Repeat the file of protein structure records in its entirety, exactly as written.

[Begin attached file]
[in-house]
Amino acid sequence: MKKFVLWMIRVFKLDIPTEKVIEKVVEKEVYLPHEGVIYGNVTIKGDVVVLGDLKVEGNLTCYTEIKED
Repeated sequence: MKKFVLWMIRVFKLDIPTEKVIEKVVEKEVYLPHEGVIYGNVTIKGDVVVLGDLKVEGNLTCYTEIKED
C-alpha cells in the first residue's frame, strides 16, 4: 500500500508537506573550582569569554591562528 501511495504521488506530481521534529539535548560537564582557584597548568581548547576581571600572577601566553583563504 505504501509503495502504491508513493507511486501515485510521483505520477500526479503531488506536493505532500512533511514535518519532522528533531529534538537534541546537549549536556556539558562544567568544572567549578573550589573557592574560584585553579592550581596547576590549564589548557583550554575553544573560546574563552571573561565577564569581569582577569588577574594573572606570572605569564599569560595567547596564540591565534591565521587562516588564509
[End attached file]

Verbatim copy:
[in-house]
Amino acid sequence: MKKFVLWMIRVFKLDIPTEKVIEKVVEKEVYLPHEGVIYGNVTIKGDVVVLGDLKVEGNLTCYTEIKED
Repeated sequence: MKKFVLWMIRVFKLDIPTEKVIEKVVEKEVYLPHEGVIYGNVTIKGDVVVLGDLKVEGNLTCYTEIKED
C-alpha cells in the first residue's frame, strides 16, 4: 500500500508537506573550582569569554591562528 501511495504521488506530481521534529539535548560537564582557584597548568581548547576581571600572577601566553583563504 505504501509503495502504491508513493507511486501515485510521483505520477500526479503531488506536493505532500512533511514535518519532522528533531529534538537534541546537549549536556556539558562544567568544572567549578573550589573557592574560584585553579592550581596547576590549564589548557583550554575553544573560546574563552571573561565577564569581569582577569588577574594573572606570572605569564599569560595567547596564540591565534591565521587562516588564509